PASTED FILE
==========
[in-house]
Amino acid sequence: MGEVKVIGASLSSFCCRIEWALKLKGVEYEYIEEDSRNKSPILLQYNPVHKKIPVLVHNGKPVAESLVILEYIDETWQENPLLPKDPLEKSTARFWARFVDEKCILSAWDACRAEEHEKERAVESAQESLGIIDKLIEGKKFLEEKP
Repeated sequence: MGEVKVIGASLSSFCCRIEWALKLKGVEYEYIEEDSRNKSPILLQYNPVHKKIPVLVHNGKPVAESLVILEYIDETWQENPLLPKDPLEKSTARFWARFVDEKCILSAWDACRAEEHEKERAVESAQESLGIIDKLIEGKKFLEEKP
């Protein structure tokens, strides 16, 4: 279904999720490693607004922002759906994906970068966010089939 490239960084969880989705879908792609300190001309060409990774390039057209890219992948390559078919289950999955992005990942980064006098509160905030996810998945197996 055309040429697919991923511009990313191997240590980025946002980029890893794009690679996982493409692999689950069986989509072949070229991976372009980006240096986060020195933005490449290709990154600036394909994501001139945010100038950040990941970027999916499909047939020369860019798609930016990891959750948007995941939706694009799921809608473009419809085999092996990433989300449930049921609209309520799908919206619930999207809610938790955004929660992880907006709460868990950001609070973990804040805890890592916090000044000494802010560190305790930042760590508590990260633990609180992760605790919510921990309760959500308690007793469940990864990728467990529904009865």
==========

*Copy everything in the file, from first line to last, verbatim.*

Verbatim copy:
[in-house]
Amino acid sequence: MGEVKVIGASLSSFCCRIEWALKLKGVEYEYIEEDSRNKSPILLQYNPVHKKIPVLVHNGKPVAESLVILEYIDETWQENPLLPKDPLEKSTARFWARFVDEKCILSAWDACRAEEHEKERAVESAQESLGIIDKLIEGKKFLEEKP
Repeated sequence: MGEVKVIGASLSSFCCRIEWALKLKGVEYEYIEEDSRNKSPILLQYNPVHKKIPVLVHNGKPVAESLVILEYIDETWQENPLLPKDPLEKSTARFWARFVDEKCILSAWDACRAEEHEKERAVESAQESLGIIDKLIEGKKFLEEKP
């Protein structure tokens, strides 16, 4: 279904999720490693607004922002759906994906970068966010089939 490239960084969880989705879908792609300190001309060409990774390039057209890219992948390559078919289950999955992005990942980064006098509160905030996810998945197996 055309040429697919991923511009990313191997240590980025946002980029890893794009690679996982493409692999689950069986989509072949070229991976372009980006240096986060020195933005490449290709990154600036394909994501001139945010100038950040990941970027999916499909047939020369860019798609930016990891959750948007995941939706694009799921809608473009419809085999092996990433989300449930049921609209309520799908919206619930999207809610938790955004929660992880907006709460868990950001609070973990804040805890890592916090000044000494802010560190305790930042760590508590990260633990609180992760605790919510921990309760959500308690007793469940990864990728467990529904009865």